Given that WSOF have increasingly become a promotion who’s cards I look forward to and Bellator have gone down in my estimation, I figured it would be interesting to see how they compare when viewed objectively.
So we can tally this up as if it were a championship match, I’ve split the criteria down into five handy categories – resources, roster, reach, credibility and x-factor.
Seconds out, round one…
While WSOF are clearly not short of cash, sponsors, committed and talented staff etc. it’s clear that they are nowhere near what Bellator can command given they can call on the resources of Viacom.
With well over ten times as many events, five years of a head start, a more active schedule and a more established brand, you can hardly doubt the fact that Bellator have a deeper roster, boasting top ten talent in most divisions.
However – what WSOF have built in a year is impressive and their roster continues to improve, snapping up some of the choice ex-UFC talent some good free agents and building up some new talent of their own.
Throw in the fact that Bellator’s roster has been losing top players for a while, either by being poached, dropped via promotional madness or just plain getting pissed off with the company (Hector Lombard, Ben Askren, Cole Konrad, their entire women’s division) and this one isn’t as clear cut as it might once have been.
Bellator have the advantage in depth, but pit the cream of each promotion’s roster against one another and it’s a coin flip…
10-9 Bellator (20-17)
Bellator are on a major TV channel in the US and have some international distribution deals. WSOF are also on a major channel, if not quite as far ranging but crucially, they make their shows available online for free to fans from around the world which Bellator have never done (a week’s tape delay on a channel I usually do my best never to watch? Great job guys…)
10-9 WSOF (29-27, Bellator)
Once upon a time, Bellator’s tournament model would have earned them a solid win here, but of late they have displayed contempt for the format, shortening the tournaments, repeatedly giving big stars as clear a route to a title shot as they can manage and handing out title shots to folks who haven’t won tournaments out of pure expedience and favouritism.
Across the cage, WSOF have rightly fielded accusations of being a ‘low impact’ promotion, subsisting on the fading allure of stars who washed out of bigger promotions.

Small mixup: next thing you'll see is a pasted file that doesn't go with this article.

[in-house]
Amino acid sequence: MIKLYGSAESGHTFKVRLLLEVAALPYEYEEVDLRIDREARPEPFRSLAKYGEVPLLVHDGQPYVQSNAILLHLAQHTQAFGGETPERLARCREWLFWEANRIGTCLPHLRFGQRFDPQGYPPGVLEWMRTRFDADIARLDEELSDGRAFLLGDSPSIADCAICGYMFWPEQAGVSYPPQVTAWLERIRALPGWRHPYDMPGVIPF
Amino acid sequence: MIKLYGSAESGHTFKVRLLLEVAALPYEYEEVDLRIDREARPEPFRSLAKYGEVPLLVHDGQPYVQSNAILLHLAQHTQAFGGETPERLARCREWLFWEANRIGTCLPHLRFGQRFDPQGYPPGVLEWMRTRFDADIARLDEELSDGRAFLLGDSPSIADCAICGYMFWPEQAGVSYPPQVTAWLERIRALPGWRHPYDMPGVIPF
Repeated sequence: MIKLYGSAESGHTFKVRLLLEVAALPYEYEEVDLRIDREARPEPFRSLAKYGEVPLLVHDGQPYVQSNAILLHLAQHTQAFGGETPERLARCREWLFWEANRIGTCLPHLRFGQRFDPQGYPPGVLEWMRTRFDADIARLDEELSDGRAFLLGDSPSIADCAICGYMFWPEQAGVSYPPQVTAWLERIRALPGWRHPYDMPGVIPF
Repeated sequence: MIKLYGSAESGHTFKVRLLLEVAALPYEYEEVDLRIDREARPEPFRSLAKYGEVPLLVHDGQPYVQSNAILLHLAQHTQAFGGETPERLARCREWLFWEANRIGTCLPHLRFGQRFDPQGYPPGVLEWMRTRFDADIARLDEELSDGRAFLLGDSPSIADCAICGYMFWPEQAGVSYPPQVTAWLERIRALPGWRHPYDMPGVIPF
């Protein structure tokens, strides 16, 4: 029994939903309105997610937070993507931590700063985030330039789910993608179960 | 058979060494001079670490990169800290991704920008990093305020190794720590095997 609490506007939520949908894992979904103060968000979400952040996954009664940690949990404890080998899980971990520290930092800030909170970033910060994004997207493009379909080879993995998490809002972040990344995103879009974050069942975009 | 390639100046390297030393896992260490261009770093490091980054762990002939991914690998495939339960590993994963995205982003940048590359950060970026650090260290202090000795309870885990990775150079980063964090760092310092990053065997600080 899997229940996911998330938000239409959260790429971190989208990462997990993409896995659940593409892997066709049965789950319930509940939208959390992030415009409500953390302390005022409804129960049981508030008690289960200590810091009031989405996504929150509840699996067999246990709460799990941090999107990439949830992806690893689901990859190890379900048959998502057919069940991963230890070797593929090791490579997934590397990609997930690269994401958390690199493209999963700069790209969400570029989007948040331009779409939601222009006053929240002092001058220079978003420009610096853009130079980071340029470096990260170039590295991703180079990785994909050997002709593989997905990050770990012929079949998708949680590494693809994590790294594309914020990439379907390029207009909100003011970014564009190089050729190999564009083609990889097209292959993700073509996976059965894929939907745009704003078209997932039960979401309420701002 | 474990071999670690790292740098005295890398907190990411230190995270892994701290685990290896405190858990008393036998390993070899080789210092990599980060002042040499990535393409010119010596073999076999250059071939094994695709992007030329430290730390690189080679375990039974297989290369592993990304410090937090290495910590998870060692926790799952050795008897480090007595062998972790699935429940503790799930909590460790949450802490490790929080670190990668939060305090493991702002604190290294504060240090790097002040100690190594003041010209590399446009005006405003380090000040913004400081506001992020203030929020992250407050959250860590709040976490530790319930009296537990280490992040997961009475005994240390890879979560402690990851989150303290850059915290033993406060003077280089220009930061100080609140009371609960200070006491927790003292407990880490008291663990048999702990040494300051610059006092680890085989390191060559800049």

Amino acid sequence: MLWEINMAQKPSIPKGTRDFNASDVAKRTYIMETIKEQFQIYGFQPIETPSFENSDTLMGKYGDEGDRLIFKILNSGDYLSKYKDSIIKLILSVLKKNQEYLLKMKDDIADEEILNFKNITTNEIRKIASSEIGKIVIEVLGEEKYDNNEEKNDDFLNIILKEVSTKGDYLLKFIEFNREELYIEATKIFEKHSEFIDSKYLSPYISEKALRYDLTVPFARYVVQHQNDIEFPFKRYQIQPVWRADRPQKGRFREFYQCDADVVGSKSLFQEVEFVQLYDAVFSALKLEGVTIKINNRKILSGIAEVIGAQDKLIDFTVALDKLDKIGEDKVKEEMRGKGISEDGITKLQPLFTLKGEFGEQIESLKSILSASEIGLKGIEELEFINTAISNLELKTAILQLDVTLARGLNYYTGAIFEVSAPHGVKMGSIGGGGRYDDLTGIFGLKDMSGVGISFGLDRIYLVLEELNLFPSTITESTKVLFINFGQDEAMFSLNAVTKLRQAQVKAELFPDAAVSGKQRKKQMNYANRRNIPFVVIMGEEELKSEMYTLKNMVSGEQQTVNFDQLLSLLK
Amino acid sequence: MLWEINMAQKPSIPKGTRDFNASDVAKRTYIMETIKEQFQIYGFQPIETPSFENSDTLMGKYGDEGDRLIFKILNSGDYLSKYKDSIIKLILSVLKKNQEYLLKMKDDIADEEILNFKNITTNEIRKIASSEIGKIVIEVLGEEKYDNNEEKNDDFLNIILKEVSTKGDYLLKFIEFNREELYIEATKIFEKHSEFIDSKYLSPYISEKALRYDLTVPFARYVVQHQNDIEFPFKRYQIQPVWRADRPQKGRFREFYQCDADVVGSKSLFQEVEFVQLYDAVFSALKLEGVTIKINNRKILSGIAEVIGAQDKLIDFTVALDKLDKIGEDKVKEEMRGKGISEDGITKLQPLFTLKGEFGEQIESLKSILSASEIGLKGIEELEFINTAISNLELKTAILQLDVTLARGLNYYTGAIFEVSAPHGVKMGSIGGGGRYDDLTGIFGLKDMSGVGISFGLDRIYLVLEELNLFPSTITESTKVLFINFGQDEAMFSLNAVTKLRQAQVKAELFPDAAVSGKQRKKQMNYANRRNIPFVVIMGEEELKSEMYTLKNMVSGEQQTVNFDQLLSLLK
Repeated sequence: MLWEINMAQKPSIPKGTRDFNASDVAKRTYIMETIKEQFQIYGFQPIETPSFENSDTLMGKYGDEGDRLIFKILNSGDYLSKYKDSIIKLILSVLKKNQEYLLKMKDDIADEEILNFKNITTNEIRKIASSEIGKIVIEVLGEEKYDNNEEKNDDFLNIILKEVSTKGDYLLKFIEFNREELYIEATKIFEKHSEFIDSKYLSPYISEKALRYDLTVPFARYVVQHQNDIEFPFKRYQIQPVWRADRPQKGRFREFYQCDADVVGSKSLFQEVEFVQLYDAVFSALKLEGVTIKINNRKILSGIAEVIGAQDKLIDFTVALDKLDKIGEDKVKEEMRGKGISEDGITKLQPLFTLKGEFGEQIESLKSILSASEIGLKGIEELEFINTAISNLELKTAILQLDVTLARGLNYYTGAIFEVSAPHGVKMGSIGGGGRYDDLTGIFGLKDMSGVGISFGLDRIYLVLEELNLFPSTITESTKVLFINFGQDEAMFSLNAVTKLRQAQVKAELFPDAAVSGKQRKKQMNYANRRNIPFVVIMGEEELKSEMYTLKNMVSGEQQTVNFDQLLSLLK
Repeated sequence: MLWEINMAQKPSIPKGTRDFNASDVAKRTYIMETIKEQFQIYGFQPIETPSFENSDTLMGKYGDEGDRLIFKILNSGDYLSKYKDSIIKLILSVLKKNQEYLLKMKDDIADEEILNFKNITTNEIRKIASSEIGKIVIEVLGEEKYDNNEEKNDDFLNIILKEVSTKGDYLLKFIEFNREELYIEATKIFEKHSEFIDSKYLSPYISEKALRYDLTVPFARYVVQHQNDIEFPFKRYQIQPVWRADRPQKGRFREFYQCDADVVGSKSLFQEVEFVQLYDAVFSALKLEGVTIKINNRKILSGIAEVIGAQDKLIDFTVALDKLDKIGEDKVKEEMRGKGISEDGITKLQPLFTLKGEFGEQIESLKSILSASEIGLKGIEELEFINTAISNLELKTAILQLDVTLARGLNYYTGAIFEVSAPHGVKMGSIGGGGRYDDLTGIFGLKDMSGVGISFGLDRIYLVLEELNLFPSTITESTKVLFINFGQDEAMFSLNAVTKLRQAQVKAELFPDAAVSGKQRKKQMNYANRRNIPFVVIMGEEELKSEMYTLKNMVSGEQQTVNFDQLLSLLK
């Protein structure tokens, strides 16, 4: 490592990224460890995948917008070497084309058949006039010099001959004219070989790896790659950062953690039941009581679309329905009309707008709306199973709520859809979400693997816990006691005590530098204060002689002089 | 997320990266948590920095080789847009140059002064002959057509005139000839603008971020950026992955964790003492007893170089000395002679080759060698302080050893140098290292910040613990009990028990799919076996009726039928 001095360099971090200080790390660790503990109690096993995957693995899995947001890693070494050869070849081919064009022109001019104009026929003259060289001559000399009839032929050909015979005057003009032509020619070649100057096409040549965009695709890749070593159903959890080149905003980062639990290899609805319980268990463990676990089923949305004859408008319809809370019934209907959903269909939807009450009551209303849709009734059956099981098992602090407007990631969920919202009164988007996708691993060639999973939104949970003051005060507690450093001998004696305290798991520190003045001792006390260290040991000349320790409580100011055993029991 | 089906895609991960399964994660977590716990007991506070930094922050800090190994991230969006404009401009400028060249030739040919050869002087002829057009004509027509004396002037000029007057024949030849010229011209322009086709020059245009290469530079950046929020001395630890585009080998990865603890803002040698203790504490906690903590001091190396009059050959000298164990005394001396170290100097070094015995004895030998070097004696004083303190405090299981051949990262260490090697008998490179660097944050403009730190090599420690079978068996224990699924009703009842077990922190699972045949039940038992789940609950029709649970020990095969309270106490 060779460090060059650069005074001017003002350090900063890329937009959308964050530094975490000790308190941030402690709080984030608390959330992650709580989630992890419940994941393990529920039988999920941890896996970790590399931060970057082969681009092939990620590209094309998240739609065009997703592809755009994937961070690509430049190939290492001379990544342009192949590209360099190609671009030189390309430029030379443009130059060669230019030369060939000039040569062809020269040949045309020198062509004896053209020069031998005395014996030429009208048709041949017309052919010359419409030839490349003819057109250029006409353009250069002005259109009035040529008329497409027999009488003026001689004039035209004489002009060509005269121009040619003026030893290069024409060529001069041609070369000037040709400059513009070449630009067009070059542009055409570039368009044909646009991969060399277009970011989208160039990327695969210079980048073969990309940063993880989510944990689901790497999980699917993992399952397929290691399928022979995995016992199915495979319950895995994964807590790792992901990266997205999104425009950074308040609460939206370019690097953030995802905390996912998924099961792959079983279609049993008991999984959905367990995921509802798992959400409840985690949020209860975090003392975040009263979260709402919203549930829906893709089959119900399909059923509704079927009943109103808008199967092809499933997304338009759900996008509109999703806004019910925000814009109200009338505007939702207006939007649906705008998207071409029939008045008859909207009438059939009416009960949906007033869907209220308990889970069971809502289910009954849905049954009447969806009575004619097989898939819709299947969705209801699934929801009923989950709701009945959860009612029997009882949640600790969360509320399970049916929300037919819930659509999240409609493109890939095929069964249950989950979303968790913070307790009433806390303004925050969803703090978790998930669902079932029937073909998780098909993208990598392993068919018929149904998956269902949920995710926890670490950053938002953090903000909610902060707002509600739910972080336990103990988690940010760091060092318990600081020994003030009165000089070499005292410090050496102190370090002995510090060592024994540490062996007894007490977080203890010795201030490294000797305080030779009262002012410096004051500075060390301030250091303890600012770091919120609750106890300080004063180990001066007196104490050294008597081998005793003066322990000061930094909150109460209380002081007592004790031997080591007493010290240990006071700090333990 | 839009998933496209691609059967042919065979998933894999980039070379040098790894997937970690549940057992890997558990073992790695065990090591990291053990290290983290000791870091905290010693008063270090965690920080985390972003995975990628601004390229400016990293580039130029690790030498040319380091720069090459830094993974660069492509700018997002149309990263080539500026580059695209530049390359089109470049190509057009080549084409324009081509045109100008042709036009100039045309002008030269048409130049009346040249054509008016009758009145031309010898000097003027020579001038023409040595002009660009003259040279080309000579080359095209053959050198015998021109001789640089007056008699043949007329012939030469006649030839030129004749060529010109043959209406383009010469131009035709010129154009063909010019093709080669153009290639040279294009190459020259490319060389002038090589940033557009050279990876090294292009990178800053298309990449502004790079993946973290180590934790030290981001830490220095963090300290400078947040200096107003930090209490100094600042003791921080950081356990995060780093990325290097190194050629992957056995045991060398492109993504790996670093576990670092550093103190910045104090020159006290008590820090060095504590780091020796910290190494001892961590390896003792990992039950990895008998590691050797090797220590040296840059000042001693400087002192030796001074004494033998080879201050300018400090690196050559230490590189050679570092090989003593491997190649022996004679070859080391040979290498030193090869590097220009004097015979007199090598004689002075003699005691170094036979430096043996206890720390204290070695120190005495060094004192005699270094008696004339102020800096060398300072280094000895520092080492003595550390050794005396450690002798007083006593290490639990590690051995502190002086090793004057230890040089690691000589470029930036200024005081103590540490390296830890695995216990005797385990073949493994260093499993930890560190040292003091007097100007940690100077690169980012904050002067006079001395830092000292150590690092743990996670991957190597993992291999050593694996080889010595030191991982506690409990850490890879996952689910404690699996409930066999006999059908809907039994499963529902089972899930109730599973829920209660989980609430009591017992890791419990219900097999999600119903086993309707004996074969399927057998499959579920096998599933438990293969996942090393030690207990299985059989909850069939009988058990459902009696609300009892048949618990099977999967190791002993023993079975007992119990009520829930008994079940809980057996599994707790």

While there is some truth to that, you have to look at how they’ve booked those stars. Jon Fitch got a tough match on his debut and lost, Andrei Arlovski and Anthony Johnson haven’t exactly been given squash matches (even if it’s sometimes ended up that way) and Jessica Aguilar was given the hardest match that WSOF could provide.
For me, credibility is more about doing what you say you’re going to…
WSOF give you ‘fun fights, building something new’ while Bellator have sold out on their boast ‘where title shots are earned, not given.’
WSOF 10-8 (37-37)
Both promotions interest and excite me. WSOF for the new talent, the almost guaranteed knockouts from journeyman fighters , the redemption stories being acted out by more than a few of their fighters and a sense of it being something different.
Bellator holds my interest for it’s conveyor belt of new talent, and the entertainment level of their established stars.
However this is tainted but the mismatched booking, the way the promotion has sold out it’s USP by demeaning the tournaments and seemingly has no faith in the fighters and format that brought them to the consensus #2 position.
So, in the final reckoning what should on the books have been an easy win for Bellator is a drawn contest, with WSOF’s freshness, openness and fun combining with the sense of Bellator being jaded, corrupt and increasingly uninteresting to pull the upstart promotion level.
In my eyes, that is practically a win for WSOF, and I reckon with a draw in a title match the only thing we can do is have a rematch, say at the end of the Summer?